As the internal resistance (or input impedance) of a multimeter influences the circuit you are measuring, and therefore influences the accuracy of your measurement, it would make sense to me to if this internal resistance were mentioned somewhere in the multimeter spec sheet.
When multimeters used physical d'Arsonval movement "galvanometer" where a typical industry standard developed around 50 µA for full-scale deflection, that was all the user needed to know. Regardless of current range, 50µA would flow through the galvanometer and the remainder through the shunt resistors.
For example, when measuring DC current through a low resistance load, a couple of Ohms internal resistance can make a big difference, so it would be helpful to know at least its order of magnitude.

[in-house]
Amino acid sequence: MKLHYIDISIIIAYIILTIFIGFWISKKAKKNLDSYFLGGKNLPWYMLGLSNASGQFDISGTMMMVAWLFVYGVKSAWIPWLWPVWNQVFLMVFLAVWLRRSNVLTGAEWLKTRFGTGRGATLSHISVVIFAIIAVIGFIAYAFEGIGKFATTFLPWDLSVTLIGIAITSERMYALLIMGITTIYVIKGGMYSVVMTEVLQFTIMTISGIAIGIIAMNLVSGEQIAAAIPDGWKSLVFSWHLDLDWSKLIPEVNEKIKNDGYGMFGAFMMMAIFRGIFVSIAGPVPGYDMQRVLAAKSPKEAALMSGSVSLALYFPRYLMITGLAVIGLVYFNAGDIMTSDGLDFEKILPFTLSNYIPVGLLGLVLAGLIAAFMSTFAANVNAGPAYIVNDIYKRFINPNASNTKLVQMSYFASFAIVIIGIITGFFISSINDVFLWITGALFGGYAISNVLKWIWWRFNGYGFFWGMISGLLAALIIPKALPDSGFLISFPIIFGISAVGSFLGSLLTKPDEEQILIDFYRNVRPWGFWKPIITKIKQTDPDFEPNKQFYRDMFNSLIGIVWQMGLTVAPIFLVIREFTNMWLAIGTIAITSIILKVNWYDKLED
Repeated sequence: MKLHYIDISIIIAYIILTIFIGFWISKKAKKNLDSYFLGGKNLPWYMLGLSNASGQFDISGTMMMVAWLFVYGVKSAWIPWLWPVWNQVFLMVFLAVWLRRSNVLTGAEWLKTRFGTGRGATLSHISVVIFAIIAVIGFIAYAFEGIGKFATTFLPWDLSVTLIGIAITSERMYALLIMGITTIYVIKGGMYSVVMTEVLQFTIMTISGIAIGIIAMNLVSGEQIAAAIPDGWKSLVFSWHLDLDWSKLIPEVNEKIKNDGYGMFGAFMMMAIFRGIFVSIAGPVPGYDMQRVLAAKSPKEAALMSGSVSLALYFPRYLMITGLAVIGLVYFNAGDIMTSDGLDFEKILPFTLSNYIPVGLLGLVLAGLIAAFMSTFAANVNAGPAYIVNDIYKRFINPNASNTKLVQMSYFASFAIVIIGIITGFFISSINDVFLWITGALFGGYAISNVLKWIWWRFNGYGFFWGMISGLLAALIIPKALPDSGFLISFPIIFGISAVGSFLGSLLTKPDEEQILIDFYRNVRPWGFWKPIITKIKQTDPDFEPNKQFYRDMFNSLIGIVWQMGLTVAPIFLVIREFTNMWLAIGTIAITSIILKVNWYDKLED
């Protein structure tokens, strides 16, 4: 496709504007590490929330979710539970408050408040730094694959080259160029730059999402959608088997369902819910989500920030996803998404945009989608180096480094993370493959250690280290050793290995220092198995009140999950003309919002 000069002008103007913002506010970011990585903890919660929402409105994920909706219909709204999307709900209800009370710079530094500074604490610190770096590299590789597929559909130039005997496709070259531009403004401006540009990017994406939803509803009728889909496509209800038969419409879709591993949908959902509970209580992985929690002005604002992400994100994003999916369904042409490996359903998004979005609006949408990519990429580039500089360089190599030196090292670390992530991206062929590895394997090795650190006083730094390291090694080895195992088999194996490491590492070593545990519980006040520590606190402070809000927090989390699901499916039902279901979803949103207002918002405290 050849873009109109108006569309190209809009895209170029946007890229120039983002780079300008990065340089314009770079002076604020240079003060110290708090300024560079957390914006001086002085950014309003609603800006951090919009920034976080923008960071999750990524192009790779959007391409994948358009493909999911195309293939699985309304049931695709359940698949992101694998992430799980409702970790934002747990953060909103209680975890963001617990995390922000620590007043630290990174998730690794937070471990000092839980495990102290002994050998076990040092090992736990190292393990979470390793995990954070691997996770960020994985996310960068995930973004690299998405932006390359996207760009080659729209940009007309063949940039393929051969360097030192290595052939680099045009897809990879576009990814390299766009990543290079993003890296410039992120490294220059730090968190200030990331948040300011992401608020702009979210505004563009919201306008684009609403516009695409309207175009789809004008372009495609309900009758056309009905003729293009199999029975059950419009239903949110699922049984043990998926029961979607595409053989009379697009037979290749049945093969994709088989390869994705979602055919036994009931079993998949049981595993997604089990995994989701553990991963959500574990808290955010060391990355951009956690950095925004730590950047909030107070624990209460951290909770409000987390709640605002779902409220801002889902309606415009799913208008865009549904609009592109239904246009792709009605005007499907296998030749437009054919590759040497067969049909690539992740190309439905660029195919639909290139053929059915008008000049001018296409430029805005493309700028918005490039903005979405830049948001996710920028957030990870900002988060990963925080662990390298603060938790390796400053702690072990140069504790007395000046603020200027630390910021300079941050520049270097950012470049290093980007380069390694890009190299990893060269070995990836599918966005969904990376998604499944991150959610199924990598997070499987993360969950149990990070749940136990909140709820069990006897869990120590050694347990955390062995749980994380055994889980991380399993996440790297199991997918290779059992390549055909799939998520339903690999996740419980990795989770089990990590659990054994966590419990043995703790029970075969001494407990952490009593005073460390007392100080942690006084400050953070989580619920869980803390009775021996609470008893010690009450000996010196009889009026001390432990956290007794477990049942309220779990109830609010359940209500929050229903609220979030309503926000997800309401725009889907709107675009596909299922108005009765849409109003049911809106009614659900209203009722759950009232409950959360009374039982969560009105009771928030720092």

However, although some manufacturers (e.g. Fluke) specify the input impedance for voltage measurements, I have not been able to find similar specifications for the current measurement part (e.g. the ammeter internal resistance or shunt resistor values for different measurement ranges).
I know how to measure the ammeter resistance using a load in series and resistors (or decade box) in parallel with the multimeter, but I don't understand why manufacturers do not provide these values in their spec sheets.
Does anyone know? Am I missing something obvious? Am I looking at the wrong specification perhaps?
As electronic DMMs replaced d'Arsonval galvanometer, it took time for the industry to determine how to represent the equivalent effect. Eventually they settled on the term 'burden voltage' to convey equivalent information.